It’s nine o’clock on Friday morning, and Mrs. Goldberg is definitely dead.

With that kind of first line I was pulled into this compelling drama set in 1975 Atlantic City, New Jersey.

13-year-old Joey narrates the story. He and his three brothers are spending the summer at their grandparent’s struggling hotel in Atlantic City. Joey feels unnoticed in his Jewish family but someone else does notice him. It’s a gangster known as the King of Steel Pier. They first meet while Joey is showing off his Skee-Ball skills. Artie treats Joey as one of the boys and gives him a job hanging out with his visiting daughter who turns out to be a few years older than Joey.

Next comes another request that makes Joey super uncomfortable. He’s asked to hide a package at his grandparent’s house—contents unknown. Not such a great idea, but it takes some time for Joey to realize that he’s going to need the help of his older brothers to escape from the grips of the King. Family turns out to be more important than anything else.

Joey’s voice is honest and funny. Atlantic City has gone downhill in the time before casinos arrived. You feel like you know the place along with the Boardwalk and Steel Pier.

A page turner with writing that sparkles. One of my favorites this year.

BOOK BIRTHDAY: September 1, 2022 PAGE COUNT: 248


  1. You get insights into the Jewish religion along with Joey questioning his beliefs. It’s an honest portrayal of what a young kid like Joey goes through trying to make sense of what is happening in his life and the stereotypes present in his community about being Jewish. It’s a sub plot that doesn’t take over the story in this coming of age gem.
  2. A great motivator for young readers to begin exploring their own family history.
  3. The author lived through this era and it shows in every scene.
  4. Emotions erupt in realistic fashion. A middle grade novel with a teen character but certainly appropriate for the 8-12 year olds.
  5. A connection and empathy you experience toward Joey. It doesn’t always happen MG stories but is carried out here in marvelous fashion.


Stacy Nockowitz is a middle school librarian and former language arts teacher with more than 25 years of experience in middle school education. Stacy received her BA from Brandeis University and holds Master’s Degrees from Columbia University Teachers College and Kent State University. She is also an MFA candidate in Writing for Children and Young Adults at Vermont College of Fine Arts. Stacy received a PJ Library Writer’s Incentive Award in 2020 for her debut novel THE PRINCE OF STEEL PIER, coming in September 2022 from Kar-Ben Publishing. An unrepentant Jersey Girl, Stacy still teases her hair and uses plenty of spray. When she’s not writing or matching great kids with great books, Stacy can most likely be found reading or rooting on her beloved Philadelphia Eagles. Her kids have flown the coop, so Stacy lives in central Ohio with her husband and their cat, Queen Esther. Find her on Twitter @snockowitz or at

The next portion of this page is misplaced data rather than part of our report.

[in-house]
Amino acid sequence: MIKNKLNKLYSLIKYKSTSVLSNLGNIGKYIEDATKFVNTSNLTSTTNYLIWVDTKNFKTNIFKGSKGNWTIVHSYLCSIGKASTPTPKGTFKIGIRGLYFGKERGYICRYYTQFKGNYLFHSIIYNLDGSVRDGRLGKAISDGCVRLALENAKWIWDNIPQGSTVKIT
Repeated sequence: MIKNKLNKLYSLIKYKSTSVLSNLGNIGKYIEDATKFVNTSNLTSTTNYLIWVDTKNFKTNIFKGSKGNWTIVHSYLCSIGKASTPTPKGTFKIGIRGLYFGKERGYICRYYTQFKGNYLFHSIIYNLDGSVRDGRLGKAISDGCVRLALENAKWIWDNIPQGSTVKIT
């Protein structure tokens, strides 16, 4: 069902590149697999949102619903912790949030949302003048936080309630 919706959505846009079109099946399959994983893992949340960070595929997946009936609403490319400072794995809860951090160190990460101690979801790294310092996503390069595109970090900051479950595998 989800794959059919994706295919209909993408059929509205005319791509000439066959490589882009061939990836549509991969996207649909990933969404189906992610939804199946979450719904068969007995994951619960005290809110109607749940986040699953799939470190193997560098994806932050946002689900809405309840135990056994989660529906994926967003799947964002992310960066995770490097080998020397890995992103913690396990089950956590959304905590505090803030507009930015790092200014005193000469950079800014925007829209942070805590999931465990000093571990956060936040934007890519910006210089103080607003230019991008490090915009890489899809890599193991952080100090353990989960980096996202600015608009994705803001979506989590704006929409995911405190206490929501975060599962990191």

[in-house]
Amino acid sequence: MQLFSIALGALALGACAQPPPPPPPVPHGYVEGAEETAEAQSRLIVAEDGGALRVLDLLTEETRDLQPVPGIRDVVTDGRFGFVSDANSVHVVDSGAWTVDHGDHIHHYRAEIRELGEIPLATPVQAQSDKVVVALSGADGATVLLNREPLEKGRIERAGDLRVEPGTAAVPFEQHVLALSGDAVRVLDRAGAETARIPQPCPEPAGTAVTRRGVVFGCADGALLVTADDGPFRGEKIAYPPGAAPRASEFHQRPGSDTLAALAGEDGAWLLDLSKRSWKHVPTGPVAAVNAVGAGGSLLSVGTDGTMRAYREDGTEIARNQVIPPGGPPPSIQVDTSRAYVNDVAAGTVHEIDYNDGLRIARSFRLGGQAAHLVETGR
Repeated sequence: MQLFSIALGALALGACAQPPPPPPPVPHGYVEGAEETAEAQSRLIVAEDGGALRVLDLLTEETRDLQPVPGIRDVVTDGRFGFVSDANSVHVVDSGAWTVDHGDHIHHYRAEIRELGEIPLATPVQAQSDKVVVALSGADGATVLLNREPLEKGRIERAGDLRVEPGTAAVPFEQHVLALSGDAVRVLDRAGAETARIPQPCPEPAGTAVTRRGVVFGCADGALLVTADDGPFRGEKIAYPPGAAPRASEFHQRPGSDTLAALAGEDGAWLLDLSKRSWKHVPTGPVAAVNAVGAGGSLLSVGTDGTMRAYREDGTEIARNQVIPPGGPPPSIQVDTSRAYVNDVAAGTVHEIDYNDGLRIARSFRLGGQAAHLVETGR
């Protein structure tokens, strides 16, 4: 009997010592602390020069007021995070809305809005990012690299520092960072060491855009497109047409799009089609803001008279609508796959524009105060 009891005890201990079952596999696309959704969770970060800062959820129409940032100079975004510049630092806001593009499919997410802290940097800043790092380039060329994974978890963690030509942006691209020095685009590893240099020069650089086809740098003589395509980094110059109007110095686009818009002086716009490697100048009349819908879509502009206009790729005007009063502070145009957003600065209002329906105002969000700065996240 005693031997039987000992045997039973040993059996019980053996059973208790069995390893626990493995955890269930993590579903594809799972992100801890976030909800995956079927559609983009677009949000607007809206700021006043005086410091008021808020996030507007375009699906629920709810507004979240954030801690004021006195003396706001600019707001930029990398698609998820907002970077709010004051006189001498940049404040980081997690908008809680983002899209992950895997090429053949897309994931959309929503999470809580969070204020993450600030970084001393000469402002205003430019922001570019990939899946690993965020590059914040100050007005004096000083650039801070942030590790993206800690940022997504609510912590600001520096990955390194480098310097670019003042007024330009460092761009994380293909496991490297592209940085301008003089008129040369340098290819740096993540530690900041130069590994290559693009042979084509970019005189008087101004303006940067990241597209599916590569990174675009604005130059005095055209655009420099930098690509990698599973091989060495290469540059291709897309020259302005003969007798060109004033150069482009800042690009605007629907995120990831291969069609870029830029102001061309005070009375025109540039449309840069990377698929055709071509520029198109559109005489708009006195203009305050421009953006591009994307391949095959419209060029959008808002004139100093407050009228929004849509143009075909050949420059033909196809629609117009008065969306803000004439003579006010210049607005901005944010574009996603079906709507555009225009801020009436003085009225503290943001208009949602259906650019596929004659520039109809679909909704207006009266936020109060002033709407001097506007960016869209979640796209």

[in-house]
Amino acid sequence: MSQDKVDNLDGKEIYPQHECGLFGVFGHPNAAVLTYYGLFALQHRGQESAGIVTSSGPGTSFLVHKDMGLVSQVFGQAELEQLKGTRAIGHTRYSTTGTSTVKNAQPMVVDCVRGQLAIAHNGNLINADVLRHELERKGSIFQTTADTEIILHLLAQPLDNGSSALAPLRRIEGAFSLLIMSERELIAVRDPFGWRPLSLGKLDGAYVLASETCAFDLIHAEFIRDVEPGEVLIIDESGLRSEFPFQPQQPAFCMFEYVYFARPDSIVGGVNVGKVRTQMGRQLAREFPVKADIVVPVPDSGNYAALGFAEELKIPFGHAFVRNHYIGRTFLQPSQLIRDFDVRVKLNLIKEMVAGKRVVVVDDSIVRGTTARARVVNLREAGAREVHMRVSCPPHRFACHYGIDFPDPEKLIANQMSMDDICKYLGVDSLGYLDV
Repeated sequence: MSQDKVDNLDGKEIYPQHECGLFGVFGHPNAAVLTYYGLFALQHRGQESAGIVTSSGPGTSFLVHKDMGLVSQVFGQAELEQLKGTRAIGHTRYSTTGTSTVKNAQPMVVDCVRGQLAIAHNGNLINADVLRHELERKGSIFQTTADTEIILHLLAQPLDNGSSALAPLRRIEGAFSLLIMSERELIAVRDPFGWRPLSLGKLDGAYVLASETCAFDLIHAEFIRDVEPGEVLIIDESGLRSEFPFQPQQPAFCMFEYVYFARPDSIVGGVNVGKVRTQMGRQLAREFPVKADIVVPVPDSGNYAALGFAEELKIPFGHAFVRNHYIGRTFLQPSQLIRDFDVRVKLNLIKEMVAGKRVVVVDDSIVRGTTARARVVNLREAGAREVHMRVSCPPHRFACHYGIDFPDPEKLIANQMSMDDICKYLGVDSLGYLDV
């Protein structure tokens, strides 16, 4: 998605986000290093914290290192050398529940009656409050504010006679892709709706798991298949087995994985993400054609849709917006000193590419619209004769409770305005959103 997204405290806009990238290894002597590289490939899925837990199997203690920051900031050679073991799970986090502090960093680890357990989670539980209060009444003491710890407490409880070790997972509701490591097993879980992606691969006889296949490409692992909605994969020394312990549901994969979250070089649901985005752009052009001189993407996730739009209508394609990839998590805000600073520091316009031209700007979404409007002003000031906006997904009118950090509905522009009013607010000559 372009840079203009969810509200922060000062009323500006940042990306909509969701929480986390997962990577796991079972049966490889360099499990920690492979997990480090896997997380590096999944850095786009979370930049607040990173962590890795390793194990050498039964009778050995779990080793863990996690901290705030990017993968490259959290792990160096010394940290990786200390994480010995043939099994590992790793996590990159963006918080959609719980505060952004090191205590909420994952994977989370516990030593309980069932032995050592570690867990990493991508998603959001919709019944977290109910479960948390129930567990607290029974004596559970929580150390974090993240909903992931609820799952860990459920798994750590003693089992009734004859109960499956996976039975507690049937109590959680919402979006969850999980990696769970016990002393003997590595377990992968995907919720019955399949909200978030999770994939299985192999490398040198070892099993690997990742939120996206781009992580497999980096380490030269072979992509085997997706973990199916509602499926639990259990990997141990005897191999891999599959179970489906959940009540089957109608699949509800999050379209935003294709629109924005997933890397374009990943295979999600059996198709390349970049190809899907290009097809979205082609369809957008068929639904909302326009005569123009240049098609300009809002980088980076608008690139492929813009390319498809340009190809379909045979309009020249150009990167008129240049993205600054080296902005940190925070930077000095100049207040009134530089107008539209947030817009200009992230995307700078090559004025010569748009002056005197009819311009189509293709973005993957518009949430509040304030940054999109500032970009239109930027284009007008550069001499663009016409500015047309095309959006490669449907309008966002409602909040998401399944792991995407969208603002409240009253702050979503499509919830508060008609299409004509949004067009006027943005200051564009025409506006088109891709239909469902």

About Greg Pattridge

Climbing another mountain...always striving to reach the next peak in my life and career.
This entry was posted in Historical fiction, Middle Grade Book Reviews and tagged , , , , . Bookmark the permalink.


  1. I’ve heard good things about this book 🙂 Thanks for sharing!

  2. carolbaldwin says:

    this sounds terrific. Thanks for highlighting it.

  3. What a great opening! Your review really makes me want to read this book about family. And you wrote just enough that you didn’t give enough of the story away — thus leaving me with questions. Look forward to reading this book — especially since it is a favorite of yours.

  4. Wonderful opening line. This sounds like a fun book. I’ll put it on my list. Thanks for the review.

  5. petespringerauthor says:

    As others have stated, that opening line gets one’s attention. I’m picking up this book based on your review, Greg. It sounds excellent, and I commend Stacy for writing it. As a retired middle-grade educator, my favorite books to read as a teacher were those unafraid to tackle more challenging subjects. I think there’s no better time to address these issues than in the middle grades.

  6. Antoinette Truglio Martin says:

    Terrific first line! Sounds like a good read, for sure.

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